The energy put into the bow ( - losses) doesn't equal the energy of the arrow but the energy of the arrow and all the moving bowparts at the moment of launch. I can't calculate how a bow would actually behave but for a simple balista with rigid arms and torsion springs in the middle this should come to
E(bow) / E(arrow) = mass(bow) / 16 * mass(arrow)
With E(arrow) = (1/2) * mass(arrow) * speed²(arrow)
So speed²(arrow) = 2 * E(input) / (mass(bow)/8 + mass(arrow))

So if the bow weights 8 times as much as the arrow the catapult has only an efficiency of 50% (and that's not even counting entropy) a catapult which weights 24 times as much only 25%.
(While every real bowshape should be more energy efficient this still applies with different factors)

Now, so making the bow heavier (or changing its shape) makes it less efficient, why would we do so anyway? For one thing because we want additional draw weight.

And that makes two factors that limit the crossbows we can build. It's undoubtedly true that the crossbowman can put a lot more energy into the crossbow, but the question is could the medieval people build crossbows that could handle that extra energy while putting enough of it into the bolt to make a difference.
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  #279  
Old April 21st, 2010, 05:32 PM

chrispedersen chrispedersen is offline
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Default Re: Crossbows vs. Longbows

Quote:
Originally Posted by Maerlande View Post
But Chris,

You aren't being suckered by the rhetoric are you? You understand my point that whatever the material the energy input is a human being. And I totally agree with you on the training of Yeomen. It's pretty famous. Which goes back to the original debate. Longbows were getting the shaft as far as I'm concerned. They are incredible weapons but do need training.

But of course if you want to submit fact you will be required to find those references I promise to read them.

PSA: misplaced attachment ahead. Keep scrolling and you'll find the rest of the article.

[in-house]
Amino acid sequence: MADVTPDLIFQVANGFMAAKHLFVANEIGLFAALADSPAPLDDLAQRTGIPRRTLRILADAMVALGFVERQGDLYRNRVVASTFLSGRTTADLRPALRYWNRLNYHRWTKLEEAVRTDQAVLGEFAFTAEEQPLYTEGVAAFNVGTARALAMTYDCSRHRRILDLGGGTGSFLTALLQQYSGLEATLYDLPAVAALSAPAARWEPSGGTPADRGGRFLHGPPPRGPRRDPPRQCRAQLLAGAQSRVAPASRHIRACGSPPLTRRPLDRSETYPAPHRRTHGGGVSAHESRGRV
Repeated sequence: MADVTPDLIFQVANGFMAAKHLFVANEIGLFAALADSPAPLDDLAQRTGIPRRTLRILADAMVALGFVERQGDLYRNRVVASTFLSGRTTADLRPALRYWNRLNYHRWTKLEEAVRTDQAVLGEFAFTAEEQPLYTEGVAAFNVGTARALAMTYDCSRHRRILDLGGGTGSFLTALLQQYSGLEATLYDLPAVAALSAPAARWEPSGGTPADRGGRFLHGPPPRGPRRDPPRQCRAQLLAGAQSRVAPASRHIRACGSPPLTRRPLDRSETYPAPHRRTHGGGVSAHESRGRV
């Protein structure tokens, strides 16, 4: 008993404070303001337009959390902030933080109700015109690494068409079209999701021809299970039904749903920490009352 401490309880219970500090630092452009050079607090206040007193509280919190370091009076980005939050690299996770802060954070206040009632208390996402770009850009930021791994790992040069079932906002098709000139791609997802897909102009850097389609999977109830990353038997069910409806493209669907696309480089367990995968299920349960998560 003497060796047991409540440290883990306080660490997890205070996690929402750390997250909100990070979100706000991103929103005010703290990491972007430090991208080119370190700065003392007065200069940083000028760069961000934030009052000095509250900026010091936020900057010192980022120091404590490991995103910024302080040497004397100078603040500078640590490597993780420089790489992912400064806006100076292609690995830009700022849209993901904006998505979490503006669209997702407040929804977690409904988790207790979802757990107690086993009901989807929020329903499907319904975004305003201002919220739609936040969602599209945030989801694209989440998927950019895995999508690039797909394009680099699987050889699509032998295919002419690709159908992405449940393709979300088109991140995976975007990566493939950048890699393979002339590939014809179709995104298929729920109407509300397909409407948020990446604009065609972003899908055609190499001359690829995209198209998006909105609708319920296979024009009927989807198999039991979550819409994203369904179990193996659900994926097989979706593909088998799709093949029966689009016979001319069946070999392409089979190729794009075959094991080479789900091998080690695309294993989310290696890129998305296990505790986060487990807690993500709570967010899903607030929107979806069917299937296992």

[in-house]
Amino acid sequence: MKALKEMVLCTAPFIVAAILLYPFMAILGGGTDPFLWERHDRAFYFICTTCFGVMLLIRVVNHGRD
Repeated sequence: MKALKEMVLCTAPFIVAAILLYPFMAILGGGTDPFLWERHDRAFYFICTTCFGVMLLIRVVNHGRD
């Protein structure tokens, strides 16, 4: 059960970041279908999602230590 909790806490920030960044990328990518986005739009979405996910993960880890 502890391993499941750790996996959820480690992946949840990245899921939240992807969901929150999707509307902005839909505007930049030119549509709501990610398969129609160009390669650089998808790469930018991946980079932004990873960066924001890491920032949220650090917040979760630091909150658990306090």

And really, you can't say this
Quote:
But the facts are that in medieval ages, in england for example, yeoman were required to spend a day a week in archery training.
without references. Because how do we know those are facts?

I'd love to see those penetration tests. I did some digging but best I could find were British naval round tests. Not irrelevant but the energies involved are orders of magnitude higher.
Both longbows and crossbows are getting the shaft as far as I'm concerned for reasons of making a game. Happens in a lot of systems - why play a swordsmen when an archer kills you dead ...

The in game deviation way exceeds anything reasonable. As a rule of thumb I'd estimate left right deviaition to be no more than 5% of the distance, with an expert marksmen. In game turns, I might say 5% * (5-Experience).

As I said, I dont' recall the name of the book, but a simple google of medievel arrow penetration yields a few links


http://www.historylearningsite.co.uk/longbow.htm

Which notes that an arrow could penetrate 4" of solid oak.
At 200 meters, it penetrated 1", at 100 meters it could penetrate plate armor.

the following site
http://www.thebeckoning.com/medieval...oss_l_v_c.html

has excellent statistics that the muzzle velocities of the crossbows and the arrows were very similiar. 133 vs 138 fps.
He claims that the 'most powerful' crossbows could penetrate plate at 200 meters.

He notes that the efficiency of the crossbow was nowhere near that of the longbow, as the tips of the lathes did not have sufficient time to move.

By the late medieval period (15th century) crossbows had exceeded longbows in penetration power.
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  #280  
Old April 21st, 2010, 11:08 PM
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Default Re: Crossbows vs. Longbows

Still, I think I'm understanding more of the situation here. The crossbowmen were unskilled. Skilled crossbowmen worked in teams of three with two loaders and a shooter with 3 crossbows and a couple shields that make a wall, but those were mercenaries. Essentially all the longbowmen were a type of mercenary as well. These were all skilled units. The crossbowmen were handed a weapon and sent out.

At various times its been pointed out the someone has to load the force into the weapon. While for 1 shot this is not a big deal for either, after 10 minutes it's a huge deal for the conscripts, even if the crossbow is easy to shoot, even if they aren't expected to shoot that fast... yes, even with the mechanical advantage, you'll still need to pull the string back, and the crossbow took a lot more 'work' (scientific definition) from a lot less skilled soldier. The team of three avoids all this trouble, but, still, wouldn't you rather have 3 longbowmen? Ah, yes, a good general would find good locations for both.